Inside Arpa-E’s $30 Million NEXTCAR Program
Date: Sept. 19, 2016
What kind of automotive projects are being funded by the Department of Energy’s Advanced Research Project Agency for Energy (Arpa-E)? If you scroll through a list of the projects, you’ll see that most of them have to do with the development of new automotive fuels and batteries.
One of the projects, however, will be a bit different. Its called NEXTCAR, and will focus on developing energy and fuel technologies for connected and automated vehicles. Arpa-E is now offering up to $30 million in funding to researchers who would like to participate.
The Goals of NEXTCAR
The purpose will be to develop technologies that will lead to at least a 20% reduction in the energy consumption of connected and automated vehicles when compared to levels of energy consumption in current vehicles.
To quote from ARPA-E’s description of the program . . .
“The ARPA-E NEXT-Generation Energy Technologies for Connected and Automated on-Road-vehicles (NEXTCAR) Program seeks to fund the development of new and emerging vehicle dynamic and powertrain (VD&PT) control technologies that can reduce the energy consumption of future vehicles through the use of connectivity and vehicle automation. Potential vehicle energy improvement technologies may include, but are not limited to, advanced technologies and concepts relating to full vehicle dynamic control, powertrain control, improved vehicle and powertrain operation through the automation of vehicle dynamics control functions, and improved control and optimization facilitated by connectivity. These improvements will include the reduction of the fuel and/or energy consumed by future individual vehicles undergoing either human operation or semi- or fully-automated operation, either in isolation or in cooperation with other vehicles.”
The call for applications goes on to note that, “Vehicle connectivity and automated operation hold significant promise to improve safety by reducing vehicle accidents and traffic fatalities in the US, but the full energy efficiency improvements enabled by the adoption of these technologies have not yet been tapped.”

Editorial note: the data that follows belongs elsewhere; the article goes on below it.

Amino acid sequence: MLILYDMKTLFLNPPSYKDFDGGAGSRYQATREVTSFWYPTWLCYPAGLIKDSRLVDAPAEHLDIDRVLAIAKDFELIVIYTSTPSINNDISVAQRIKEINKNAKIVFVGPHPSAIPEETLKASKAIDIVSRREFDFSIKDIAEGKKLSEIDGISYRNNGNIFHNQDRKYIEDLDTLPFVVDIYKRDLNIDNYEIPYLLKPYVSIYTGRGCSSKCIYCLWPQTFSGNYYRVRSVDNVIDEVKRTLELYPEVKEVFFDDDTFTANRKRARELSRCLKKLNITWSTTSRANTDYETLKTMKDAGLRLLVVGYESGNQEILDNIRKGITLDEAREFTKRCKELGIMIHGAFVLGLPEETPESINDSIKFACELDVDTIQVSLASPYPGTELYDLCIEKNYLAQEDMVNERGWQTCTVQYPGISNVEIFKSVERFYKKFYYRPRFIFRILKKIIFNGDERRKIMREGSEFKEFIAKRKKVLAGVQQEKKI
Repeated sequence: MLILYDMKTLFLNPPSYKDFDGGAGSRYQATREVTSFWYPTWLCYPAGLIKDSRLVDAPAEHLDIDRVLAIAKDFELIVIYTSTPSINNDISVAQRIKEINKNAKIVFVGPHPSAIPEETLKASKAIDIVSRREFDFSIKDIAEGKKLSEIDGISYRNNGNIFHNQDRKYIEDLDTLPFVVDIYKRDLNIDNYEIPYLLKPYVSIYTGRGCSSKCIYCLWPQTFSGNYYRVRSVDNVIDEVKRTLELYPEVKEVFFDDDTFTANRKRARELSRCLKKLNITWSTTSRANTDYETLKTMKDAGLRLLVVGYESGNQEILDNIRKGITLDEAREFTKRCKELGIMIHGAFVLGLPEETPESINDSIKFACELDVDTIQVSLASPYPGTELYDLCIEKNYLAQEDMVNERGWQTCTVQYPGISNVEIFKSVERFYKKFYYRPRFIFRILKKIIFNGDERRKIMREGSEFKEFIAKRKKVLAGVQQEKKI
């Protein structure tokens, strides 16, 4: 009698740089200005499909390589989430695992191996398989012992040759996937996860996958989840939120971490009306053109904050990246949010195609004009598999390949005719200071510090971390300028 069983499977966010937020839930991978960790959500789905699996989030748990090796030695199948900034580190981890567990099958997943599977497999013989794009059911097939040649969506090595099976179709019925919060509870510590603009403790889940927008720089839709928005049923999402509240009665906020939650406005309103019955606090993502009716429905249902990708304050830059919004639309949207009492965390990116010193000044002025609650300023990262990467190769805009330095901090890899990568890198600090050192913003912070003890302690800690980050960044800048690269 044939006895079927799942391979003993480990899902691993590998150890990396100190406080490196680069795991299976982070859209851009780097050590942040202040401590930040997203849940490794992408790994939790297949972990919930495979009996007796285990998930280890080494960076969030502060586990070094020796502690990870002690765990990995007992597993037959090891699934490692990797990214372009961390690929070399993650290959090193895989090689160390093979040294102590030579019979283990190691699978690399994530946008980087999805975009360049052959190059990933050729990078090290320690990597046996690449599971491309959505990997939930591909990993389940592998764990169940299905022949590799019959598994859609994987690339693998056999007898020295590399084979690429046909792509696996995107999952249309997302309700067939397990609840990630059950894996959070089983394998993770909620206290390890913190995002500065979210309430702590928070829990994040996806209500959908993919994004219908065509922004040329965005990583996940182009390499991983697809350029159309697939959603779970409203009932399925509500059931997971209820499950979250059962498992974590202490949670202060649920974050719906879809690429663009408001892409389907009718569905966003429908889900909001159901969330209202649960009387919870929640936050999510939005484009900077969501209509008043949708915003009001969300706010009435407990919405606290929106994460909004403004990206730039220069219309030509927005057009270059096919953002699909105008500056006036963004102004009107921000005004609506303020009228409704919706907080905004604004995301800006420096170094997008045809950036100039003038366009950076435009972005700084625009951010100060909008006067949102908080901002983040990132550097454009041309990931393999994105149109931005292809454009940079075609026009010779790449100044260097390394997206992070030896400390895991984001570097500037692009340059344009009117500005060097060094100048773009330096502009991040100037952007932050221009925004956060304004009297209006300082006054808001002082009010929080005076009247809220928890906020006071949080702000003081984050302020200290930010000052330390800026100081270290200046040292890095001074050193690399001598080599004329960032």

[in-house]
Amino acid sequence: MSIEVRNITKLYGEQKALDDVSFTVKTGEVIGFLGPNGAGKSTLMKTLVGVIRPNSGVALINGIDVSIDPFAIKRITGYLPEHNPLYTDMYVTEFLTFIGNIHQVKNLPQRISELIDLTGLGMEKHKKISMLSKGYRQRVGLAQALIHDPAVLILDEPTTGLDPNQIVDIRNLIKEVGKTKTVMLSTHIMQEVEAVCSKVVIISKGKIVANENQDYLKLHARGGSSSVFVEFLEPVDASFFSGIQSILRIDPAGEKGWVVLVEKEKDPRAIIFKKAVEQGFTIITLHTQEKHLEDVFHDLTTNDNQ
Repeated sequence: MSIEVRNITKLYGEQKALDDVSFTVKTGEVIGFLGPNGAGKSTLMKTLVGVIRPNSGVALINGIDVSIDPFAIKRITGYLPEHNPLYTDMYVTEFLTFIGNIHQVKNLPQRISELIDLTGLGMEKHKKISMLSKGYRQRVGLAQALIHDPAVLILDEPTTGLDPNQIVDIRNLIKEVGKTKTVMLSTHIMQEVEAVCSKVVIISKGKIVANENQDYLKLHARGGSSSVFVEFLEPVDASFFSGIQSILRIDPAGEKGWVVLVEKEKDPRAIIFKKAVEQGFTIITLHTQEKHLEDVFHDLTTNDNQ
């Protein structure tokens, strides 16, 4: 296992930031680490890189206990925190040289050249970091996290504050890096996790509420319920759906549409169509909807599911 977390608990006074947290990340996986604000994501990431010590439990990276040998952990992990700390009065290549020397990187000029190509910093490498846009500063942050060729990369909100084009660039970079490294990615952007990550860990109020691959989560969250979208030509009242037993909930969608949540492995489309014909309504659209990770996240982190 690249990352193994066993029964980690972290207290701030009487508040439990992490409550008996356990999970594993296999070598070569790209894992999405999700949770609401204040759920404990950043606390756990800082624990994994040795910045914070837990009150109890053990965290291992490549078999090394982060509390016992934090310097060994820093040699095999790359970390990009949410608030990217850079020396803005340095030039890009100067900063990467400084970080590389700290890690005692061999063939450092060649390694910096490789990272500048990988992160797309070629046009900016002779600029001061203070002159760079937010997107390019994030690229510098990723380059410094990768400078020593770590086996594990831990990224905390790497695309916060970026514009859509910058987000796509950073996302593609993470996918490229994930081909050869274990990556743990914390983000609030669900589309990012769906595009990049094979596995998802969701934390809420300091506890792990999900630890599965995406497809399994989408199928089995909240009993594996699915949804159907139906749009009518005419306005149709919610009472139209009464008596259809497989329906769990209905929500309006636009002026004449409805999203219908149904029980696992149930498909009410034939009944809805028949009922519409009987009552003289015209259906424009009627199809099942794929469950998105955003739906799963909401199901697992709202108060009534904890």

Why Self-Driving and Connected Cars Could Reduce Energy Consumption
Although fuel savings have not been precisely determined, it has long been “common wisdom” that switching on the cruise control in cars saves gas. The reason? Even the steadiest driver slightly depresses and releases the gas pedal constantly, even in steady-speed driving conditions. In contrast, cruise control is steadier, leading to improved gas mileage.
In theory, self-driving technologies could reduce energy consumption even more, by turning over the control of energy consumption to computers. How much energy reduction will result? We don’t know. But with NEXTCAR aiming to reduce energy consumption by 20%, the results could be extraordinary.
To Explore Further . . .
If you’d like to learn more about the future of driverless cars, you might be interested in attending our upcoming Driverless Cities Summit, to be held from October 26-28 in San Mateo, California. The Summit will highlight the latest activities of regulators, modern designs for smart city planning, cutting-edge tech and applications for connectivity, and paradigms for allocating funding.